arbitration

The sudden news of the passing of my dear friend and colleague, Dr. David Caron, fills me with sad thoughts and happy memories.

Years ago, when I was starting out in international law, David – then a chaired professor at Berkeley, the law school an hour’s drive from my own – was a pillar of support. He was the 1st scholar to accept my invitation to speak at the 1st conference I organized, anchoring debate on “Reconstruction after Iraq” and publishing in our Cal-Davis journal an important analysis of claims commissions as a transitional justice tool.

Warm and witty, David once sent me a handwritten note of thanks for the “lovely bouquet” of pre-tenure reprints he’d received from me.

Both of us transplants from Back East, David and I shared an enthusiasm for California and enjoyed helping to cultivate a close-knit Left Coast international law community – even as we took part in events and activities across the globe.

David’s achievements truly are too numerous to mention. Among many other things, he was an inspiring President of the American Society of International Law, from 2010 to 2012. About the time he completed that term, he took emeritus status at Berkeley, and he and his wife, Susan Spencer, embarked on new adventures – 1st as Law Dean at King’s College London.  (A distinguished international arbitration specialist (see GAR obituary here), he had practiced at London’s 20 Essex Street Chambers since 2009. David, a proud graduate of the U.S. Coast Guard Academy, also was a noted expert on the law of the sea.) In 2016, he was appointed a member of  the Iran-United States Claims Tribunal.

It was in this last capacity that I last saw David. The Global Governance Summer School sponsored by my current institution, the Dean Rusk International Law Center at the University of Georgia School of Law, brought us to The Hague not many months ago. The highlight of our legal-institution briefings was the half-day we spent as David’s guests in the lovely mansion that houses this 37-year-old claims tribunal. With breaks for tea and biscuits – David was ever the gracious host – our students were treated to a candid discussion between David and Dr. Hossein Piran, Senior Legal Adviser. The two had served as tribunal law clerks years earlier, and the respect they showed one another provided an invaluable lesson about the promise of civil discourse and of the pacific settlement of international disputes.

That lesson is a most fitting way to commemorate David’s passing.

Pictured above, during our June 2017 visit to the Iran-U.S. Claims Tribunal, front from left: Ana Morales Ramos, Legal Adviser; Hossein Piran, Senior Legal Adviser; Kathleen A. Doty, Director of Georgia Law’s Dean Rusk International Law Center; David Caron, Tribunal Member; and Georgia Law Professor Diane Marie Amann, Faculty Co-Director of the Dean Rusk International Law Center. Back row, students Nicholas Duffey, Lyddy O’Brien, Brian Griffin, Wade Herring, Jennifer Cotton, Evans Horsley, Casey Callaghan, Kristopher Kolb, Nils Okeson, James Cox, and Ezra Thompson.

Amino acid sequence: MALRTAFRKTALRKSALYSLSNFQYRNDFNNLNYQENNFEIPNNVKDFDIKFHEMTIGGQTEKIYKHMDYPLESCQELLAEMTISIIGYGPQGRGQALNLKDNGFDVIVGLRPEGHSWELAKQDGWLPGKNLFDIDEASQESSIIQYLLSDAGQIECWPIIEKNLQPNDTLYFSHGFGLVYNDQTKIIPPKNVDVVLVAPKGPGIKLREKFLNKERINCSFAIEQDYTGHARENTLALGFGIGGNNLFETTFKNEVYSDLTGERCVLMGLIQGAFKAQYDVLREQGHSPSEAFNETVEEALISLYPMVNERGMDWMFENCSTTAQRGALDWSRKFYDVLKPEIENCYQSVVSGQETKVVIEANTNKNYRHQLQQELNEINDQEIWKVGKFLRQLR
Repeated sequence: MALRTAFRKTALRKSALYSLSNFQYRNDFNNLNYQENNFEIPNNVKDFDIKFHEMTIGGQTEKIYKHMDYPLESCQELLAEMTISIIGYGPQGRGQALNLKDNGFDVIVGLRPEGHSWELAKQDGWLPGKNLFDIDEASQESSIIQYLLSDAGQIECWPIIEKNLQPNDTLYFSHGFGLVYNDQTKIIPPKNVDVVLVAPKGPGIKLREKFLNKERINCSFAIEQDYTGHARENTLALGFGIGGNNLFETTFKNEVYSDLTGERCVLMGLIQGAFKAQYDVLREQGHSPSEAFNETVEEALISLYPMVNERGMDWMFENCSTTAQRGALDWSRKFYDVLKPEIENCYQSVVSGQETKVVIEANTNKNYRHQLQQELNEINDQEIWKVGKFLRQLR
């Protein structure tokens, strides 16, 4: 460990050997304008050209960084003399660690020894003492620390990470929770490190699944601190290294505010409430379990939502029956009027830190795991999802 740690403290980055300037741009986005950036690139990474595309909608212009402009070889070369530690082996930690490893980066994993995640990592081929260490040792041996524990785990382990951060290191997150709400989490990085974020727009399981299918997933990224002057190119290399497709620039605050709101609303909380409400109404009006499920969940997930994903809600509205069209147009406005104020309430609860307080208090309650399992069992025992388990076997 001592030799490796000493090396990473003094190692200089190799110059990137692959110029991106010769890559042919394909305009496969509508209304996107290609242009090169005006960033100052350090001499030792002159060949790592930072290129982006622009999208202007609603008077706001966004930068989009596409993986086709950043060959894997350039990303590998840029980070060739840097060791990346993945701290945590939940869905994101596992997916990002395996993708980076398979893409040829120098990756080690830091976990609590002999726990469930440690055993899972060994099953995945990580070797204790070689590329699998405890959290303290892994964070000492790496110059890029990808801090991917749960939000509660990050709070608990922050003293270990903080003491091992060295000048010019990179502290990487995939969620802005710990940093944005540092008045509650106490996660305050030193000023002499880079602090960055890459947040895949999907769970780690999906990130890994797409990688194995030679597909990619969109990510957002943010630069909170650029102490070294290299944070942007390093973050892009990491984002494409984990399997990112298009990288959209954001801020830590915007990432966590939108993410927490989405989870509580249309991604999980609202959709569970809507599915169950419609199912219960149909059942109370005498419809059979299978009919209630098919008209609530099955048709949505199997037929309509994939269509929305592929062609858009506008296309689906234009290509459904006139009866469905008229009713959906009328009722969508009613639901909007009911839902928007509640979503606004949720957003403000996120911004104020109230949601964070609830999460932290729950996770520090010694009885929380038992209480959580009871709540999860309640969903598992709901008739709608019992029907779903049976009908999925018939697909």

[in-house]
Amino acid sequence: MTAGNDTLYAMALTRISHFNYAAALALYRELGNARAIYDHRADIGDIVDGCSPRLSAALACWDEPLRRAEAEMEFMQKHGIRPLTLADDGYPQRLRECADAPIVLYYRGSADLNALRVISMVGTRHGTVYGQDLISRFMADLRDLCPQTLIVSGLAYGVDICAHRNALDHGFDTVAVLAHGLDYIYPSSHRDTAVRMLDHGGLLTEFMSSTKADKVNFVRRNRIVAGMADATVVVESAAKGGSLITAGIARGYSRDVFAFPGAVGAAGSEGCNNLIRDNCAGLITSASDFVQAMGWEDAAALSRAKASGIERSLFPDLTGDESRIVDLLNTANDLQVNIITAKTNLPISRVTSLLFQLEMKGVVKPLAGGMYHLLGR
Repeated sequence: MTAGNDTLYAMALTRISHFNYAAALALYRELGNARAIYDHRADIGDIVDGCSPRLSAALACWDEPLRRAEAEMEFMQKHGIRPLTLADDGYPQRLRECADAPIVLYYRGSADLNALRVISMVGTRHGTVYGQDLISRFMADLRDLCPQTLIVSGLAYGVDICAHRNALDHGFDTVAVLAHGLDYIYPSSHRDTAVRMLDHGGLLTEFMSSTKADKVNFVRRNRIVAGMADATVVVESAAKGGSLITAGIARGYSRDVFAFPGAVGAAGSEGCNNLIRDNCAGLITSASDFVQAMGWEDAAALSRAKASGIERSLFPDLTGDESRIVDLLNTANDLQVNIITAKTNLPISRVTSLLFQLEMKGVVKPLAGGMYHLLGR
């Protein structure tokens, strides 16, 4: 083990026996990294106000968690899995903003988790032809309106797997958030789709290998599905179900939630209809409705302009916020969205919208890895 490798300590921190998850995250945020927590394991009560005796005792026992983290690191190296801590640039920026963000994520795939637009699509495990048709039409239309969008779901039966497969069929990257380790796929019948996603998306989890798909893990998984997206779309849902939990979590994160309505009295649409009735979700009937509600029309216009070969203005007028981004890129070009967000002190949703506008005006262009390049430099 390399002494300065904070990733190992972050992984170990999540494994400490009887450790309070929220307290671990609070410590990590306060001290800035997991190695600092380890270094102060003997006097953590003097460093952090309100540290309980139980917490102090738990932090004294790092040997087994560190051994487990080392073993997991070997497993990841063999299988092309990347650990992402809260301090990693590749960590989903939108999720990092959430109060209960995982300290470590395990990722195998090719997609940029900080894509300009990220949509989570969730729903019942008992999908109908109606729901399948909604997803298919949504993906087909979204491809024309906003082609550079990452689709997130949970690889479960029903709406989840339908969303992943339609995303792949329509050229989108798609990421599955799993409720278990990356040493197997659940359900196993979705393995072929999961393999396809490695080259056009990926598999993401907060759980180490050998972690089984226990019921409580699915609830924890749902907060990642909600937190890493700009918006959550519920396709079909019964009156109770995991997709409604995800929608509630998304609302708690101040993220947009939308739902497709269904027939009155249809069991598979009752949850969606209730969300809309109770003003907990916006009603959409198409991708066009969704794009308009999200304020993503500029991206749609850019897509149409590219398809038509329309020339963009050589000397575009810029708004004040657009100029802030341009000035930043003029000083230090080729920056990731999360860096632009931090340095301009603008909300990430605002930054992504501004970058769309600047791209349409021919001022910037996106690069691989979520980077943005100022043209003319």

map_ALAACROSS THE POND – An array of signage has marked my 1/2-finished 2-week journey in Europe.

The first is at left. It’s a favorite feature of transatlantic flying these days, the seatback map by which the white silhouette of a jet tells passengers where they are, where they’ve been, and where they’re headed. This one especially caught the eye because of the markings accompanied by years. No, that’s not Egypt relocated to France’s western coast, but rather an indication of where a ship named Egypt sank in 1922. Many such shipwrecks were noted along the way: of historical significance to be sure is Lusitania 1915 to the left. But for the international lawyer, perhaps greatest interest is Alabama 1864, in the channel between London and Bayeux. As a Confederate ship outfitted by the British, the Alabama plied European waters to harass Union ships. That behavior and its sinking gave rise to a landmark dispute settlement proceeding known as The Alabama Claims. In the words of the U.S. Department of State:
The peaceful resolution of these claims seven years after the war ended set an important precedent for solving serious international disputes through arbitration, and laid the foundation for greatly improved relations between Britain and the United States.

LNS_genevaONUThe early years of international law also surface in the emblem at right, located in what is now the Geneva, Switzerland, headquarters of the United Nations. The premises initially housed the 1st effort to construct a global intergovernmental organization aimed at promoting peace and security. Founded just after World War I, that organization did not survive the tragedy of World War II. Yet its legacy lives on not only in its successor organization, but also in architectural flourishes like this bilingual monogram: “LNS,” for “League of Nations / Société des Nations.”

The final set of signs, below, were found in a grand assembly room of the U.N. Geneva building. Organizers were preparing for a large gathering related to the World Health Organization – hence the caduceus affixed to the golden U.N. emblem above the dais. But the most interesting signs are those in the foreground. It had not occurred to me that the 2 entities recognized as U.N. nonmember states would be so situated at such meetings. Not the least because of the imminent journey of Pope Francis to the Middle East, the notion of delegates from entities as different as the Holy See and Palestine sitting side by side both comforts and fascinates.who_stsiege